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Fremont Street at Second Street - Las Vegas, Nevada
Sacajawea. Stolen, held captive, sold, eventually reunited the Shoshone Indians. She was an interpreter and guide for Lewis and Clark in 1805-1806 with her husband Toussaint Charbonneau. She navigated carrying her son, Jean Baptiste, on her back. She traveled thousands of miles from the Dakotas the Pacific Ocean. The explorers, said she was cheerful, never complained, and proved to be invaluable. She served as an advisor, caretaker, and is legendary for her perseverance and resourcefulness.
Tout en étant informé de la Shoah, Margolin n’en a éprouvé la terrible réalité qu’en découvrant à son retour les espaces juifs détruits et en constatant de visu la disparition de la population juive. Cette prise de conscience l'a conduit à s’interroger conjointement sur le Goulag et la Shoah.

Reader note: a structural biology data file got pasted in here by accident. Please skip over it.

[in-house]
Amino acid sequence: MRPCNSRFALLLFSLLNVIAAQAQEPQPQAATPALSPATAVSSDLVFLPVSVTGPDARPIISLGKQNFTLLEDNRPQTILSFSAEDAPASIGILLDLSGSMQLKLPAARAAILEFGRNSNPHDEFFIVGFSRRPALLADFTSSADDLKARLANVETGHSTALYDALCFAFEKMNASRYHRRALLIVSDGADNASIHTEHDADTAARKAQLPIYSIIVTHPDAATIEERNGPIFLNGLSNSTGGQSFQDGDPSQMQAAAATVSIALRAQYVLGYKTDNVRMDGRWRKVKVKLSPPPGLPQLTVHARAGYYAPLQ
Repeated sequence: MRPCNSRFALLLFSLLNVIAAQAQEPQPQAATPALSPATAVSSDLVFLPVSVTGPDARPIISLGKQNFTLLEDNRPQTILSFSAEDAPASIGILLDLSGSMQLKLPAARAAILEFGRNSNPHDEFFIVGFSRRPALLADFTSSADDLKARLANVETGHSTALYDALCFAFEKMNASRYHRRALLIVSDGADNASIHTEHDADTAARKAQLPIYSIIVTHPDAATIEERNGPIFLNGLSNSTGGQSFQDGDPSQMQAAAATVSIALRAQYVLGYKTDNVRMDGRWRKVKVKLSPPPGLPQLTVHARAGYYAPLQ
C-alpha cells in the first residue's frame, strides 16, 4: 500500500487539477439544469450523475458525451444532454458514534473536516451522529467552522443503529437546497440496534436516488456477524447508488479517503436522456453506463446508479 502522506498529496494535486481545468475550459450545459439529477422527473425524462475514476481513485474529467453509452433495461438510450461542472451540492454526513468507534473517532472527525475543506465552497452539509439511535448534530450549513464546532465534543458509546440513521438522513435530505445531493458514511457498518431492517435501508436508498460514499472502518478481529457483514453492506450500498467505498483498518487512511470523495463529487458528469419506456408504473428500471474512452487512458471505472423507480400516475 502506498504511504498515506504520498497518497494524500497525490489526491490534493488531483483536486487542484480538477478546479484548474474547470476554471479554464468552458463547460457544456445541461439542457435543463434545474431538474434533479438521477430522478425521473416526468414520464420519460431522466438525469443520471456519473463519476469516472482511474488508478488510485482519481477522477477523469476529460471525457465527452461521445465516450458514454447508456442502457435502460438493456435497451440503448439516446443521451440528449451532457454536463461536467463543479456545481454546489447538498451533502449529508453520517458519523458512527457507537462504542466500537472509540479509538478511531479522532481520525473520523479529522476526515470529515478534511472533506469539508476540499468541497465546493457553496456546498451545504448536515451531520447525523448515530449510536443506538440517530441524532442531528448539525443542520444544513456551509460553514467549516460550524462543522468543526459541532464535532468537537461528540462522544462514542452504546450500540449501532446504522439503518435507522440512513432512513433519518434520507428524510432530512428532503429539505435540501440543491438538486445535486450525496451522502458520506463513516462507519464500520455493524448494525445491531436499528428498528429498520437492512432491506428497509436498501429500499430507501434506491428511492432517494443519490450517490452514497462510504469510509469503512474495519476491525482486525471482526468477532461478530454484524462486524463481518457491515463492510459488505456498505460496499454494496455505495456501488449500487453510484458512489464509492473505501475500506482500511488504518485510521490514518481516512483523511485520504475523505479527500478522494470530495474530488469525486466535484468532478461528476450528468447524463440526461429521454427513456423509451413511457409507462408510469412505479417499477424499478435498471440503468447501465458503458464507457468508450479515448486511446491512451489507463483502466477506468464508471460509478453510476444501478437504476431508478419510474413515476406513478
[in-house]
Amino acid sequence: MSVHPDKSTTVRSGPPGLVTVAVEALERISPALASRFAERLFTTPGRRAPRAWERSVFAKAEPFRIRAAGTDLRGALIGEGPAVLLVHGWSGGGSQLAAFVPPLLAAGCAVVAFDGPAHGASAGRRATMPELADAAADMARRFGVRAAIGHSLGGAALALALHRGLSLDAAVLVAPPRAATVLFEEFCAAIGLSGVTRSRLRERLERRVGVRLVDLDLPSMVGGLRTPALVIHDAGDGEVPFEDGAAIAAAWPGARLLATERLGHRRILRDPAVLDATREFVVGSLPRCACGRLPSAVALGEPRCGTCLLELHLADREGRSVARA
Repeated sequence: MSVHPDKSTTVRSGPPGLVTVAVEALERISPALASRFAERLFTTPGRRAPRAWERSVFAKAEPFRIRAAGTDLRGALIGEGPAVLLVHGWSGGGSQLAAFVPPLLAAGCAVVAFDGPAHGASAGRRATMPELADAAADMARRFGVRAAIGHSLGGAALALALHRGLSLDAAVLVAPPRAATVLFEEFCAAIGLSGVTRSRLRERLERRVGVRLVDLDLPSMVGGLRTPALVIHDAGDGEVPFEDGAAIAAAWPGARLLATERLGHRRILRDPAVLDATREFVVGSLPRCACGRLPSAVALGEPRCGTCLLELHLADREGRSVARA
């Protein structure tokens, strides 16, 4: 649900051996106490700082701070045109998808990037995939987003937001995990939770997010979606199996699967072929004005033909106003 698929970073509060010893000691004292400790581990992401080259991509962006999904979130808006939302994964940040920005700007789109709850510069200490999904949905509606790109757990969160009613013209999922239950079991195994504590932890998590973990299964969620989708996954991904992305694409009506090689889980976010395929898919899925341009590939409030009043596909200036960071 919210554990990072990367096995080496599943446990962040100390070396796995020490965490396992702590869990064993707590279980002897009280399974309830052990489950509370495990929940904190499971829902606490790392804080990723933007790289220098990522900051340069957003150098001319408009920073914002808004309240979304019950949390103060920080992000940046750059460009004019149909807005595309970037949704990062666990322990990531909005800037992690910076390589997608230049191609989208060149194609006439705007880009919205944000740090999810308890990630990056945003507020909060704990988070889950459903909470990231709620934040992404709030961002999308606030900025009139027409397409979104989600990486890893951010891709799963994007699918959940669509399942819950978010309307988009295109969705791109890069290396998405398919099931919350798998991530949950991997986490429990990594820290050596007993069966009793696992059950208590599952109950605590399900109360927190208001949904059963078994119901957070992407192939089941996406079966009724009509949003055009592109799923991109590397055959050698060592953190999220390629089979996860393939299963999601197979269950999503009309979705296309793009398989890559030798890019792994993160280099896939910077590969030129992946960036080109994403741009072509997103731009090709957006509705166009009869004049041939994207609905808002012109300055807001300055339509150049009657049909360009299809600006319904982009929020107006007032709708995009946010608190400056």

Jesse Owens and his wife Ruth arrive home from the 1936 Berlin Olympics. The son of a sharecropper and grandson of slaves, Owens won a record 4 gold medals in the very presence of Adolph Hitler. Owens said, “When I came back to my native country... I couldn’t ride in the front of the bus. I had to go to the back door. I couldn’t live where I wanted. I wasn’t invited to shake hands with Hitler, but I wasn’t invited to the White House to shake hands with the President, either.”
Tad Lincoln, Abe Lincoln's son, was a a wild child. Before Abe became president, Tad would often trash his father's law office in Illinois. He never attended formal school but went through many private tutors who couldn't handle him. He was allowed everywhere in the White House and would often interrupt his father's meetings, bring animals inside and charge people to meet his father. He had a speech impediment that often made him impossible to understand. He died at 18 from tuberculosis.